Geologists have a name for a part of a rock body that has such a relationship to other parts of a rock body. They call it a facies, and define a facies as the general appearance or nature of the one part as compared with the other parts.

A series of modern-day facies could be created by instantly petrifying a part of Florida and entombing its denizens in sediments hardened into an unbroken sheet of rock of the same age. Part of the rock would represent a freshwater facies that might include fossils of freshwater fish, clams, crayfish, and plants in a dark shale that was once mud from a river that fed into a lake. Another nearby facies in the continuous rock layer would include tidal-pool facies fossils such as starfish, tiny saltwater fish, sea anemones, oysters, barnacles, and crabs. Several hundred yards away a new facies might appear, the deep-water one, marked by certain shellfish, corals, larger fish, jellyfish, shark teeth, etc. Each facies, although all are contemporaneous, has a distinct fauna.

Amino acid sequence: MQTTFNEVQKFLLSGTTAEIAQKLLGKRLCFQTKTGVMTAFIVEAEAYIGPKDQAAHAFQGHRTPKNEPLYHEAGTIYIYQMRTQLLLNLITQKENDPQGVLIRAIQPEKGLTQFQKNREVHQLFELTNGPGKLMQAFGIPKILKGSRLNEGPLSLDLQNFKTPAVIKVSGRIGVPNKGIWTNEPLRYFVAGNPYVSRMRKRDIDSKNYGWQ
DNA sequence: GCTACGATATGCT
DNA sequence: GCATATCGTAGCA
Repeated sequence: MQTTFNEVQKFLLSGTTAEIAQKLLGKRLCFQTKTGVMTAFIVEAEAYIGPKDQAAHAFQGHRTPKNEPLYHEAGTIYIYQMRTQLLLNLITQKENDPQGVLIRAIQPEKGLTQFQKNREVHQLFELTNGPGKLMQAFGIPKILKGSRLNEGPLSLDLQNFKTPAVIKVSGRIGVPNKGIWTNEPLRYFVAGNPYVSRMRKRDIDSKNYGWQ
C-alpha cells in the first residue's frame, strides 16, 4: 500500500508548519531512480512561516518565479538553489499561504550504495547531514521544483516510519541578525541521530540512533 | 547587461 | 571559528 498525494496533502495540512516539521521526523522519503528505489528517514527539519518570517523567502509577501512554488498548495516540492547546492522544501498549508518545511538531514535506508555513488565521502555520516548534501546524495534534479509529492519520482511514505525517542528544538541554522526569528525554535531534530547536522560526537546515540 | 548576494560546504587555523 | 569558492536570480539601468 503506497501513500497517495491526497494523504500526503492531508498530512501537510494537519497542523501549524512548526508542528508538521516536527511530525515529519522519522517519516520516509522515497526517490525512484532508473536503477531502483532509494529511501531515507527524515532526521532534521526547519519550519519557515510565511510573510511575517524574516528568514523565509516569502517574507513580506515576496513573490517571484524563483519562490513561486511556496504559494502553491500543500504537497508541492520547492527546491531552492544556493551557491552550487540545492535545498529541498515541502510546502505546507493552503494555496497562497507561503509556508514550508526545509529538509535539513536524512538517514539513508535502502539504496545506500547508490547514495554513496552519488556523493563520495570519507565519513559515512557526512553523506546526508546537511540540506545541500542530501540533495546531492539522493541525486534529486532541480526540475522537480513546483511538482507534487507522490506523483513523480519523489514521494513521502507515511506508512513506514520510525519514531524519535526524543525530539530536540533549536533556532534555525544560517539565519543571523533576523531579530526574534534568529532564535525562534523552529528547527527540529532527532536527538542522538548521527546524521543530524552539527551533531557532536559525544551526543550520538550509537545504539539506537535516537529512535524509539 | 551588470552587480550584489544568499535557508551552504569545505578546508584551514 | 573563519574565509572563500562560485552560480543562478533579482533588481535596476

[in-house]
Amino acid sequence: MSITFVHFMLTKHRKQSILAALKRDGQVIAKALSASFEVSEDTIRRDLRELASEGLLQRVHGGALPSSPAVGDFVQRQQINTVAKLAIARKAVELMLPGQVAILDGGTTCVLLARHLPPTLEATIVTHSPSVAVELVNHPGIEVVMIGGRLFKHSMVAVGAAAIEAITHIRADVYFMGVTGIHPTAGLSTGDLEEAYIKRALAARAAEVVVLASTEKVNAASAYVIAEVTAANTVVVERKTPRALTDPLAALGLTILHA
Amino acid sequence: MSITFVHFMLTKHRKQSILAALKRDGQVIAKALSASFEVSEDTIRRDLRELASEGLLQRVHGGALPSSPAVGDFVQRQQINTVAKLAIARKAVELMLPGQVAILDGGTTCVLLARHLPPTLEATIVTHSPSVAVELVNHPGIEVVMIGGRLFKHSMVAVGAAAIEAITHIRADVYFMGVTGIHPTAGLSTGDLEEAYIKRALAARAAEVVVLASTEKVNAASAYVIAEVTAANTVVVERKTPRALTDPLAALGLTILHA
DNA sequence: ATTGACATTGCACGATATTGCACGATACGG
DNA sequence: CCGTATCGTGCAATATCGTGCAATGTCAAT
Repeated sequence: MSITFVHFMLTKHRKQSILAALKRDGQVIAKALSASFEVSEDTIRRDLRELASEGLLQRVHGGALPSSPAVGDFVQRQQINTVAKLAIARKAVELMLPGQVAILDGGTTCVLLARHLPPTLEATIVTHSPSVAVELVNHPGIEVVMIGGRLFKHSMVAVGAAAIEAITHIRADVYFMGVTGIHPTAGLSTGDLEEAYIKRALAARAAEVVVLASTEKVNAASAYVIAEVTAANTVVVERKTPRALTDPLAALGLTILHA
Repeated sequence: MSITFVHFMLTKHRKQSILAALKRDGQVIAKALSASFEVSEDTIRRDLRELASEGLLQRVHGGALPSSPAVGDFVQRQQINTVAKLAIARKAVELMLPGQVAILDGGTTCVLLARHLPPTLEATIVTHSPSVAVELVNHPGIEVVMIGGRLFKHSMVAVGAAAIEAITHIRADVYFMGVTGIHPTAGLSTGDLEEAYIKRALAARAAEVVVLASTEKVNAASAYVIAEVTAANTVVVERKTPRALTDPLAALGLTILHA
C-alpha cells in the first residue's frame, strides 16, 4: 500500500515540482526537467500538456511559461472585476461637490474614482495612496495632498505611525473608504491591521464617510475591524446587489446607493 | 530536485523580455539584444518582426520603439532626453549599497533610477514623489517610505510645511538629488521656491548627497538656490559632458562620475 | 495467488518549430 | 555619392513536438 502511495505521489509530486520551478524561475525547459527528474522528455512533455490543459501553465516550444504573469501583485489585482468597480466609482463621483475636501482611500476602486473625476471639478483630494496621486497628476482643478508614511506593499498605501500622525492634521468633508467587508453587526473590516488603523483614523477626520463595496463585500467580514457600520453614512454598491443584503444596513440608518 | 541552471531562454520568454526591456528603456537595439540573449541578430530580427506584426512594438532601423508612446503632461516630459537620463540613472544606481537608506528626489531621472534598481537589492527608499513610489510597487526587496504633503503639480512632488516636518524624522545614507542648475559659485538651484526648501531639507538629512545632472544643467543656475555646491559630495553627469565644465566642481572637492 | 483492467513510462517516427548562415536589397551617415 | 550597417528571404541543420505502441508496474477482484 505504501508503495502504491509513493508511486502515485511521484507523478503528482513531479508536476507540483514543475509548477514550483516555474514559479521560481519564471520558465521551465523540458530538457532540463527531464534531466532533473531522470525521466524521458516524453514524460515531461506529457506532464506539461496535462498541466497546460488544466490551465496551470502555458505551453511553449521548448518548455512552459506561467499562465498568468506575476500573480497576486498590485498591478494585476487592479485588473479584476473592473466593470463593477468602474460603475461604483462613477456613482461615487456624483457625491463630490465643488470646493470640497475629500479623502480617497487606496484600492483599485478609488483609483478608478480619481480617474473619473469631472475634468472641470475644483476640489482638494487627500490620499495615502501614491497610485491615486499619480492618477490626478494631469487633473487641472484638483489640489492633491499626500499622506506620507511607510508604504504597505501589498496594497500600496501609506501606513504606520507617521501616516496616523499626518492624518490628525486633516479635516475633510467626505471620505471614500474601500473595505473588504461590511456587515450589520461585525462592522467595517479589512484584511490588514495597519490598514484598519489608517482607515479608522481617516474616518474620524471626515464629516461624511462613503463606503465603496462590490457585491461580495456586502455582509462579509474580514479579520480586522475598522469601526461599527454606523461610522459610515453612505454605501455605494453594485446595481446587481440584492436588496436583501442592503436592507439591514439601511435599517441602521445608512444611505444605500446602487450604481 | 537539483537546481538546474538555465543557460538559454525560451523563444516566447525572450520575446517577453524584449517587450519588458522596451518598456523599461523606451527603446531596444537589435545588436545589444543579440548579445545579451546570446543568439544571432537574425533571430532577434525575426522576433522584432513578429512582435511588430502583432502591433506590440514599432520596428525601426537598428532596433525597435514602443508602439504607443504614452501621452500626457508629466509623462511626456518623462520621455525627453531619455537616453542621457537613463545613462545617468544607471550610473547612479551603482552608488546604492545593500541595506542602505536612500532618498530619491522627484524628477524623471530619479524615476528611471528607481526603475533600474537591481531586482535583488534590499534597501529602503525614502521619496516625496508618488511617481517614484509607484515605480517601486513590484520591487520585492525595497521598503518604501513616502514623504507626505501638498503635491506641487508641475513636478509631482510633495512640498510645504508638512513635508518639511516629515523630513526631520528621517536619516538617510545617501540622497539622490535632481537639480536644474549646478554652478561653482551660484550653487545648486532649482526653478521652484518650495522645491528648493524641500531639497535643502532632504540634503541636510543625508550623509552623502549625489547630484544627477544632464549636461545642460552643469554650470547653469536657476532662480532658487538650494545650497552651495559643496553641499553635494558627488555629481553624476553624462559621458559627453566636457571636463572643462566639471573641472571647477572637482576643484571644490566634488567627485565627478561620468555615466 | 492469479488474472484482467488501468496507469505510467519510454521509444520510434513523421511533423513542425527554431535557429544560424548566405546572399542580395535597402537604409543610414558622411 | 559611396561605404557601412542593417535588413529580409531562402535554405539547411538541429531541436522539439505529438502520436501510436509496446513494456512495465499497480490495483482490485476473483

Comparable fossil facies exist, such as those in the Silurian coral reefs that are exposed over a wide area from New York to Iowa. A quarry wall where such a reef is being worked may show the top of the ancient coral island with its included broken fossils of mollusks and some arthropods. Farther along in the quarry would be a facies of large, broken chunks of corals, brachiopods, and tough-shelled clams from the edge of the reef, where the surf once pounded. Next to it would be a third facies of the deep water beyond the reef, perhaps a solid limestone with crinoids, bryozoans, and trilobites.

Geologists have their own words to indicate the relationships of rocks and the relative age of the rocks. The amateur will find reference in the professional literature to rocks, for example, as being from the Lower, Middle, or Upper formations of a period, but the period will be divided chronologically into early, middle, and late. The Lower Cambrian rocks will be from the early Cambrian, and will be the oldest of that period. Rocks of a period are called a system and those of an epoch, the next smaller unit, are a series.

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